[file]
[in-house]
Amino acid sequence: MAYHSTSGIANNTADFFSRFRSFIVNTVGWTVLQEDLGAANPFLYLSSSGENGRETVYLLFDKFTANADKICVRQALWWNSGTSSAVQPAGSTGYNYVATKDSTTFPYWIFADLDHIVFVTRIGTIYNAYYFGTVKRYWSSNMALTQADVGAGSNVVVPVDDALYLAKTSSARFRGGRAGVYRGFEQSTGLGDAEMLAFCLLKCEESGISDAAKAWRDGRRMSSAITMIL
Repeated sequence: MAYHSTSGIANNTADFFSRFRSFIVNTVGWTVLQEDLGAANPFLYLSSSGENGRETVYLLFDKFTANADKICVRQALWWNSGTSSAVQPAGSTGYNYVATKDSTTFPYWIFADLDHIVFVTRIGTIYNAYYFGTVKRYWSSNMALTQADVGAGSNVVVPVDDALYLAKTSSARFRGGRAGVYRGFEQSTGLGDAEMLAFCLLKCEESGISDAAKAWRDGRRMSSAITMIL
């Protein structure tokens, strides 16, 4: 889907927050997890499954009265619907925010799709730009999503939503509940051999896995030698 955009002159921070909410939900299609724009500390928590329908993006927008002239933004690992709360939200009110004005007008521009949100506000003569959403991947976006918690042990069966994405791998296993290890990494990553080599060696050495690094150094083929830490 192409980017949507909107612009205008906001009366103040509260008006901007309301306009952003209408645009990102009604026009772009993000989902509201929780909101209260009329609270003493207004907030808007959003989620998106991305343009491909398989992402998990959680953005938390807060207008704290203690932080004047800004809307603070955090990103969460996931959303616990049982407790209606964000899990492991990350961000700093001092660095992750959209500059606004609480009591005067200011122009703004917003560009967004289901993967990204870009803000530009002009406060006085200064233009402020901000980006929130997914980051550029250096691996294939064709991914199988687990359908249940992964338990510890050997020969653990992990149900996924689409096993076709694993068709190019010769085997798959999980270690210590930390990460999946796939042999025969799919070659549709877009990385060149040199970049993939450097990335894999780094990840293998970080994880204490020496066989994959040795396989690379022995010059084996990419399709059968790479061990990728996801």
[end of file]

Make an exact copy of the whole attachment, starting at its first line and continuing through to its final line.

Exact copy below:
[in-house]
Amino acid sequence: MAYHSTSGIANNTADFFSRFRSFIVNTVGWTVLQEDLGAANPFLYLSSSGENGRETVYLLFDKFTANADKICVRQALWWNSGTSSAVQPAGSTGYNYVATKDSTTFPYWIFADLDHIVFVTRIGTIYNAYYFGTVKRYWSSNMALTQADVGAGSNVVVPVDDALYLAKTSSARFRGGRAGVYRGFEQSTGLGDAEMLAFCLLKCEESGISDAAKAWRDGRRMSSAITMIL
Repeated sequence: MAYHSTSGIANNTADFFSRFRSFIVNTVGWTVLQEDLGAANPFLYLSSSGENGRETVYLLFDKFTANADKICVRQALWWNSGTSSAVQPAGSTGYNYVATKDSTTFPYWIFADLDHIVFVTRIGTIYNAYYFGTVKRYWSSNMALTQADVGAGSNVVVPVDDALYLAKTSSARFRGGRAGVYRGFEQSTGLGDAEMLAFCLLKCEESGISDAAKAWRDGRRMSSAITMIL
């Protein structure tokens, strides 16, 4: 889907927050997890499954009265619907925010799709730009999503939503509940051999896995030698 955009002159921070909410939900299609724009500390928590329908993006927008002239933004690992709360939200009110004005007008521009949100506000003569959403991947976006918690042990069966994405791998296993290890990494990553080599060696050495690094150094083929830490 192409980017949507909107612009205008906001009366103040509260008006901007309301306009952003209408645009990102009604026009772009993000989902509201929780909101209260009329609270003493207004907030808007959003989620998106991305343009491909398989992402998990959680953005938390807060207008704290203690932080004047800004809307603070955090990103969460996931959303616990049982407790209606964000899990492991990350961000700093001092660095992750959209500059606004609480009591005067200011122009703004917003560009967004289901993967990204870009803000530009002009406060006085200064233009402020901000980006929130997914980051550029250096691996294939064709991914199988687990359908249940992964338990510890050997020969653990992990149900996924689409096993076709694993068709190019010769085997798959999980270690210590930390990460999946796939042999025969799919070659549709877009990385060149040199970049993939450097990335894999780094990840293998970080994880204490020496066989994959040795396989690379022995010059084996990419399709059968790479061990990728996801």